It is hard to find a global media organization that she hasn’t worked for. Associated Press, Wall Street Journal, Agence France-Presse, NYT — she has been there, done that. In 2008, video journalist Poh Si Teng moved base to India. She now shoots and produces news features for The New York Times and GlobalPost.com. San Francisco, New Delhi, Kuala Lumpur, Miami, and that — her workplace has literally spanned continents. UNICEF, too, by the way, has been one of her past clients. Also teacher at World Media Academy, an ICFJ/Knight journalism institution in the national capital, Teng tells our editor, Abhirup Bhunia, that there’s a lot to learn from reporting in India.
What major differences do you see in the way things happen in journalism, since the early days when you entered the profession?
Poh Si: I’m only able to draw from my experience in the US because that’s where I got my journalism education. I’m not that familiar with the progression of journalists here in India.
I think about 10 years ago, the path for budding journalists was pretty straightforward. You graduate from college, you work for a small-town paper and move your way up to a larger metro or possibly a newswire. But when I was in college back in 2007, it was no longer so. Students with multimedia skills — able to shoot video and record audio stories — and able to write, had more opportunities available to them. I would think that it’s more so now, especially in the US, than ever before.
It’s not that the demand for news has changed. People are still extremely interested in news, good stories, and editors are still interested in hiring journalists who are able to do good reporting. It’s just that as young journalists in order to compete, we need to be able to do it all, and to do it well. And then perhaps later specialize.
Then again, that’s not the only way to do well or rise up the ladder. It’s the path that’s worked for me. There are many other ways to do good journalism for a reputable organization.
Are Asia and Africa the new hubs of journalistic activity?
Poh Si: I certainly think so. Personally it’s more exciting to be a young journalist in a developing country right now. There’s a lot more going on. And possibly a lot more need for good reporting.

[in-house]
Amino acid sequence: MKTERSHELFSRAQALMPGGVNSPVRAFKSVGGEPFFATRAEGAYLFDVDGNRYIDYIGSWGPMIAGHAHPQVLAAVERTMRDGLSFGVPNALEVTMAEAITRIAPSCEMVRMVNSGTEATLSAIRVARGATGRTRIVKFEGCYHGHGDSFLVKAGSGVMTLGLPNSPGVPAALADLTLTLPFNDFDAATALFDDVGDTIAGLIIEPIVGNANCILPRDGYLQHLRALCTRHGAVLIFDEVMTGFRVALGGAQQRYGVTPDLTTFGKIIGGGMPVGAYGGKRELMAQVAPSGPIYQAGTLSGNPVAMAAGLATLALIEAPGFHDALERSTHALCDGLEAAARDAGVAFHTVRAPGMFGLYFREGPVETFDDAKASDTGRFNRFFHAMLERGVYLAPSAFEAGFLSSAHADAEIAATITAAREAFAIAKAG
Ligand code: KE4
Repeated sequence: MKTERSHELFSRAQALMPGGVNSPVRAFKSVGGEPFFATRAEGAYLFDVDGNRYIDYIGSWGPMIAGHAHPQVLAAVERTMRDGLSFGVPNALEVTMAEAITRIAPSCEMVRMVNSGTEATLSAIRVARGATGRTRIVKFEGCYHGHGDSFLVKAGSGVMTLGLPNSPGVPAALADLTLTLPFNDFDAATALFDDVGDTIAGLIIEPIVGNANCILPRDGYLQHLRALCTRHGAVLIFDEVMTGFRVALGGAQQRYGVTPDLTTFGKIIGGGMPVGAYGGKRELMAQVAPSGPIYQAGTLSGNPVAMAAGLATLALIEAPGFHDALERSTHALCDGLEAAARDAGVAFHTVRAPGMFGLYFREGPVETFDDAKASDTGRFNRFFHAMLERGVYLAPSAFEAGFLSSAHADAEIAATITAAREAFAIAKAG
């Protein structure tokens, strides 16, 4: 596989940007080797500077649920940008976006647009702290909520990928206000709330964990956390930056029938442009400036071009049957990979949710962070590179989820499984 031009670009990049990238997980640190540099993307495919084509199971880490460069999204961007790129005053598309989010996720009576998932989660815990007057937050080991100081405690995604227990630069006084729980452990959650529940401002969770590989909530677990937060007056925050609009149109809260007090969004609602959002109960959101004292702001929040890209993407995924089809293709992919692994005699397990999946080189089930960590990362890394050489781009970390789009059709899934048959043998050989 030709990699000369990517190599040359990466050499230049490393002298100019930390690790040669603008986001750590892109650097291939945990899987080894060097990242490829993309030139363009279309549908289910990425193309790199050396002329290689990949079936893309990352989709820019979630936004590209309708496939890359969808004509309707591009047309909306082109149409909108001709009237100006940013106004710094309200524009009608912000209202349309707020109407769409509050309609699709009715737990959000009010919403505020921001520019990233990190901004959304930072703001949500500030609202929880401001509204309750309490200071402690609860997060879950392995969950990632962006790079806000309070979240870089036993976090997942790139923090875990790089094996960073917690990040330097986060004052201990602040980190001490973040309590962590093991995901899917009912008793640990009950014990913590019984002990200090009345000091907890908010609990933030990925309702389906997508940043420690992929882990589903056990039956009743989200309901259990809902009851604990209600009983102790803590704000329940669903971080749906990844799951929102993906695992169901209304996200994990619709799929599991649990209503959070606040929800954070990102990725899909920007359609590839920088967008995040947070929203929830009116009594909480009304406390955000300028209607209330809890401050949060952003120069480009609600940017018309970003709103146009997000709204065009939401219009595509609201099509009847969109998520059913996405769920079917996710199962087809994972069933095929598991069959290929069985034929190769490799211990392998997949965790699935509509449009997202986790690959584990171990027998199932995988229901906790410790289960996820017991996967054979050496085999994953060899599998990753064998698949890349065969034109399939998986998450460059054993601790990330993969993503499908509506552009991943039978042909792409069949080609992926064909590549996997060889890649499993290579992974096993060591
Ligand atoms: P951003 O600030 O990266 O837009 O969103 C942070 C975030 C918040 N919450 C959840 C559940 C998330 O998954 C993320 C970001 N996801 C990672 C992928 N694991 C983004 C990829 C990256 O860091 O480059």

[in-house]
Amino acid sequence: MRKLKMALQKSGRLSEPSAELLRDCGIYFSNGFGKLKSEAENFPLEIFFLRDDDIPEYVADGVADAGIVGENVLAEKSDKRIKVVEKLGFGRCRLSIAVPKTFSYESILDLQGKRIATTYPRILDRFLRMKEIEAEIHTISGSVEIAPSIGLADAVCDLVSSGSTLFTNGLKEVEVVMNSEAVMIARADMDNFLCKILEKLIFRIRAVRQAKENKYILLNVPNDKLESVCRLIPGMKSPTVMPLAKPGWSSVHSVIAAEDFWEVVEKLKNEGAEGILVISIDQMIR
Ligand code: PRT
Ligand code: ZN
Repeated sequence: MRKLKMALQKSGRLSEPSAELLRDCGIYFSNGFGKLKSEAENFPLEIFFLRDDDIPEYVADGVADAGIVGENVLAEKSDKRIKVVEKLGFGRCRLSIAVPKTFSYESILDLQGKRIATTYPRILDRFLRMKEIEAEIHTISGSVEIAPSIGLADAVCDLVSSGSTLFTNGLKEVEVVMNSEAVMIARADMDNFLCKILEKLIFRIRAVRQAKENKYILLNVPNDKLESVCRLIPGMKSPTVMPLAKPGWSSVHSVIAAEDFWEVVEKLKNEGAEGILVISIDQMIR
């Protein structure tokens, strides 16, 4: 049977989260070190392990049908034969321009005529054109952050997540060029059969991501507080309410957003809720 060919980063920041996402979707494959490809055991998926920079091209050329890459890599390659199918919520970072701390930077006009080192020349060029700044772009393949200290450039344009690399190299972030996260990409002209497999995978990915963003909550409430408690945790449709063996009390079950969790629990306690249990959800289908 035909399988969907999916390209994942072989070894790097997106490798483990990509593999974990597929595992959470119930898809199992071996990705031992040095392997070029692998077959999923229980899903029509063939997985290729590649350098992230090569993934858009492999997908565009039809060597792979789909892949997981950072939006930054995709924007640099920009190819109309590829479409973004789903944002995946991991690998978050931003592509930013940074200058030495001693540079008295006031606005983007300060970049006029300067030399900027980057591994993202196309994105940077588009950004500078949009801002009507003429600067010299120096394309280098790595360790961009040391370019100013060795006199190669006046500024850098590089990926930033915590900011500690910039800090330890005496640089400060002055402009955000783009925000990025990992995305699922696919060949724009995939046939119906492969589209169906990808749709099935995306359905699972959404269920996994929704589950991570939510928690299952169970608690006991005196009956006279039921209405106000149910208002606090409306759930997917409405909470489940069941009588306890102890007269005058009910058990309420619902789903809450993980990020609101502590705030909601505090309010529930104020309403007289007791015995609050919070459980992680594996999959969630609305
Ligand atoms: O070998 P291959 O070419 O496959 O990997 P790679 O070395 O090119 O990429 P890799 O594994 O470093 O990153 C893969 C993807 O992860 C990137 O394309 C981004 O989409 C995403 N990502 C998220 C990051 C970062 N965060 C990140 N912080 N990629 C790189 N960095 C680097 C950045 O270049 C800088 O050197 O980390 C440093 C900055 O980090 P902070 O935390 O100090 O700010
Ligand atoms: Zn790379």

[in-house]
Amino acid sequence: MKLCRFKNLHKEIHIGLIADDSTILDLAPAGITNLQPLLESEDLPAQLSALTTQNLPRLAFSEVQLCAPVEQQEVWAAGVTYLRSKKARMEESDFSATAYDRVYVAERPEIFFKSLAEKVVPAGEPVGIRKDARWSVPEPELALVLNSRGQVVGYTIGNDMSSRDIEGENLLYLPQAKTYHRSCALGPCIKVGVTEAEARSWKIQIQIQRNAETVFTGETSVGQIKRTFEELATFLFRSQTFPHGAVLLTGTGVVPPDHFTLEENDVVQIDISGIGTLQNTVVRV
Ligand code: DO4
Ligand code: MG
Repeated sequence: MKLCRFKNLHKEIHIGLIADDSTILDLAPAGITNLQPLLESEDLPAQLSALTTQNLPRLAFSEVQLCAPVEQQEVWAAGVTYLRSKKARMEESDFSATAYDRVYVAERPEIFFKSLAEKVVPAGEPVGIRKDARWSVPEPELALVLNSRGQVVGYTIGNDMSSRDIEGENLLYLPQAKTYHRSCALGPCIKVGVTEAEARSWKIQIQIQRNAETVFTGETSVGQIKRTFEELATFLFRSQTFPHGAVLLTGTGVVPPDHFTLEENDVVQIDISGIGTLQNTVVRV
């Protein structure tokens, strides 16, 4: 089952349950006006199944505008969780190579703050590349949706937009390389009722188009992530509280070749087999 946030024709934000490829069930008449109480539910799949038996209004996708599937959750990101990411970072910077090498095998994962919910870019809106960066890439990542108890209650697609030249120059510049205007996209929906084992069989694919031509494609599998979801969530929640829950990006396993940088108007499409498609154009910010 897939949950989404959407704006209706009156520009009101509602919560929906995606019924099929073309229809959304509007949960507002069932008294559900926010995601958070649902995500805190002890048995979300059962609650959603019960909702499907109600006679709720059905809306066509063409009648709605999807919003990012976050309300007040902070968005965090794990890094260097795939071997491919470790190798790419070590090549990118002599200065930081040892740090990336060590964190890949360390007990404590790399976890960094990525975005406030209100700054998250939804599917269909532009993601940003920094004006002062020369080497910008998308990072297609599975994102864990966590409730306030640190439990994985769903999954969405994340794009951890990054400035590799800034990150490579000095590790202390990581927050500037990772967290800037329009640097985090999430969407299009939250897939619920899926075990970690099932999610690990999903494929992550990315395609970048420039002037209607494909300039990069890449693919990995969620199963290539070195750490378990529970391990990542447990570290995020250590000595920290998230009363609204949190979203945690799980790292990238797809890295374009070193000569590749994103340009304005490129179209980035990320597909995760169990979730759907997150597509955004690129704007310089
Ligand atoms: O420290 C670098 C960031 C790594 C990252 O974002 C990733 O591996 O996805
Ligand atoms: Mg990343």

On a more general issue, what do you think is the future of multiculturalism? Since you have worked in different countries and have been part of different socio-cultural surroundings, you would be in a good and realistic position to answer this.
Poh Si: I’m not quite sure I understand the question. If your question is whether it’s important to report in areas that you’re not from, not familiar with, not comfortable with, then the answer is a definite yes. That’s what we should be doing, as journalists, everyday. To challenge ourselves with the unfamiliar and to see what other people think about the issue, the situation, and to look for facts that support it and go against it.
Is freelance and work on contractual basis, rather than permanent staffing, the way forward in the world of journalism?
Poh Si: It depends who you talk to. And it depends which market you’re in.
Is print/conventional journalism dead? If no, is an end very near?
Poh Si: Again it depends on who you talk to. Print is certainly far from being dead in India if you’re looking at Indian news publications. It’s alive and thriving. But whether the benefits of a robust journalism industry are trickling down to reporters is another thing all together. I think a lot of journalists in India are underpaid and undervalued. And that’s the problem. Low compensation plus lack of training plus low morale equals to high turnover.
What’s great about India — personally? And through the professional lens of a video journalist, what’s great about India that’s worth capturing?
Poh Si: There’s a lot to learn by reporting in India. It’s an amazing country to work in. When I think I know or understand something about the country, I quickly learn that I was completely wrong. India is in extremes. And living and working here has been a humbling experience.
Is it a wise idea, like you have done, to venture into production along with content creation?
Poh Si: Definitely! News organizations are hiring more and more people who can do everything rather than only writing or shooting stills or video. But one needs to be able to do it well. And that requires a lot, a lot of training. That’s what I tell my students at the World Media Academy all the time. You can be anyone you aspire to be and even better than him or her. But you need to work hard, never lose sight of what you’re working towards, and if possible find a good mentor who can recognize your talent and enthusiasm and help you.
And finally, what message do you have for aspiring journalists and video-journalists from India and the world?
Poh Si: It doesn’t matter which medium you tell your story. Good reporting and storytelling is what matters. Anyone can get there, one just needs to be persistent, hardworking, creative, eager to learn new skills, and never lose focus of what’s important.
Pictures in the interview run:
1. Poh Si Teng — profile picture
2. On assignment for The New York Times in Amritsar, Punjab for this video story:
3. Shooting a news feature (Photo by Mustafa Quraishi)
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